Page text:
Continuing with reference to FIG. 7A, in step 740, the encoded sequences for each of the segments (from steps 720 and 730) are combined to form an encoded sequence for the entire sequence of K binary digits. In the present embodiment, the encoded sequences for the segments are combined using an XOR (exclusive or) operation (also referred to as a binary add or a modulo-2 operation). The encoded sequence for the K binary digits that is calculated in accordance with the present invention (using reduced-size lookup tables) is the same as the encoded sequence that would be generated using a full-sized lookup table.

FIG. 7B is a flowchart of the steps in a process 750 for encoding a sequence of bits in accordance with another embodiment of the present invention. Process 750 can be implemented by computer system 100 (FIG. 5) as computer-readable program instructions stored in a memory unit (e.g., ROM non-volatile 103 of FIG. 5) and executed by a processor (e.g., processor 101 or DSP 120 of FIG. 5). It is appreciated that process 750 may be applied in devices other than a palmtop computer where it is desirable to conserve memory space. Furthermore, it is appreciated that process 750 can be used in other applications where it is necessary or desirable to encode or decode a sequence of data bits.

In step 701 of FIG. 7B, the sequence of K binary digits that is to be encoded is separated into multiple segments. In the present embodiment, the segments are of equal length and the initial order of the digits is not changed. For example, for K=8, the sequence of binary digits can be represented as [X1X2X3X4X5X6X7X8]. For the case in which the sequence is separated into two segments of equal length, the first segment can be represented as [X1X2X3X4] and the second segment as [X5X6X7X8].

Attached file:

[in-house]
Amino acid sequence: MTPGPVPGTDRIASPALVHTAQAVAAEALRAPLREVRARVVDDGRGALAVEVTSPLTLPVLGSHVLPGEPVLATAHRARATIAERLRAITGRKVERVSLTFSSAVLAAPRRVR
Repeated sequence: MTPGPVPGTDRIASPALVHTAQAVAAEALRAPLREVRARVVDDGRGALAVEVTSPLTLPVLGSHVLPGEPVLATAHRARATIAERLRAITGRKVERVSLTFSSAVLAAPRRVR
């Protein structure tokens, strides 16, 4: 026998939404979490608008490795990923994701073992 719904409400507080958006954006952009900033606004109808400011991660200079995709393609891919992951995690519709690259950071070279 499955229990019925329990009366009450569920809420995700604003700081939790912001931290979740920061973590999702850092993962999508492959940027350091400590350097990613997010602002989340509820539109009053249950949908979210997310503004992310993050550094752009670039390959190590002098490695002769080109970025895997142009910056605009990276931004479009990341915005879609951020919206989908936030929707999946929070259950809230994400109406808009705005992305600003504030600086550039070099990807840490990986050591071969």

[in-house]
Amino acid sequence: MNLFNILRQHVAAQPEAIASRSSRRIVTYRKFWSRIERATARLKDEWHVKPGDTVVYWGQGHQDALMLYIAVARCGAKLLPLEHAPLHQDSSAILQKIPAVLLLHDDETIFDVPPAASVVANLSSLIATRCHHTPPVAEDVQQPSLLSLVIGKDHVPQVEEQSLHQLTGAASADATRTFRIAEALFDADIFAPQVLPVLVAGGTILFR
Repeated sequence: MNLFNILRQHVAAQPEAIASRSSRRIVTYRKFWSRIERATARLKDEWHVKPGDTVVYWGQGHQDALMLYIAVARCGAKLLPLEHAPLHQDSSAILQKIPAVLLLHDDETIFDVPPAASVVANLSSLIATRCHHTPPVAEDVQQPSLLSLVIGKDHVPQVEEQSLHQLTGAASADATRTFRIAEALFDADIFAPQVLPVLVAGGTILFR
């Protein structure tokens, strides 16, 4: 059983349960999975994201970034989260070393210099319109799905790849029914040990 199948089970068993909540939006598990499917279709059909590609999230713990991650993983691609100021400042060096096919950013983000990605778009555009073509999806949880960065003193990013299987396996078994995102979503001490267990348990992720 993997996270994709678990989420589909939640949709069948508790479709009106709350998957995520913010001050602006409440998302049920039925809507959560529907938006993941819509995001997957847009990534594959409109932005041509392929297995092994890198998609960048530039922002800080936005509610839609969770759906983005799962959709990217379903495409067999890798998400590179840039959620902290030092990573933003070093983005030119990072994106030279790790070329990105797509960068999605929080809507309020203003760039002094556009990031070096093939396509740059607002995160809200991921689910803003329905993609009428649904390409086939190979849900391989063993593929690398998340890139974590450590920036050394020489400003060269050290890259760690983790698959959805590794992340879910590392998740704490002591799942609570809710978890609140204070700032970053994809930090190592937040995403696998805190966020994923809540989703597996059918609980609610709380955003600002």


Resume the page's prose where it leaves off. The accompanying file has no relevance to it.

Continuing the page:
In the present embodiment, the sequence of binary digits is separated into two segments, although it is appreciated that more than two segments may be used in other embodiments. It will be obvious to one of ordinary skill in the art how the discussion below can be extrapolated to address those cases in which more than two segments are used.

In step 702 of FIG. 7B, binary zeroes are added to each segment so that the number of digits in each segment is equal to K. In the present embodiment, the binary zeroes are placed so that the binary digits in the initial sequence of K binary digits maintain their place. Thus, continuing the example above, the first segment is represented as [X1X2X3X40000] and the second segment as [0000X5X6X7X8].

In step 703 of FIG. 7B, each of the segments is encoded using a code generator G. A typical encoding scheme is usually generalized as mapping K-bit vectors X into N-bit vectors Y using a generator G specific to the code being used, in which:

[Y]=[X][G];

where Y=[Y1Y2Y3Y4Y5Y6Y7Y8Y9Y10Y11 . . . YN]. Thus, if [Y]1 represents the encoded version of the first segment and [Y]2 represents the encoded version of the second segment, then: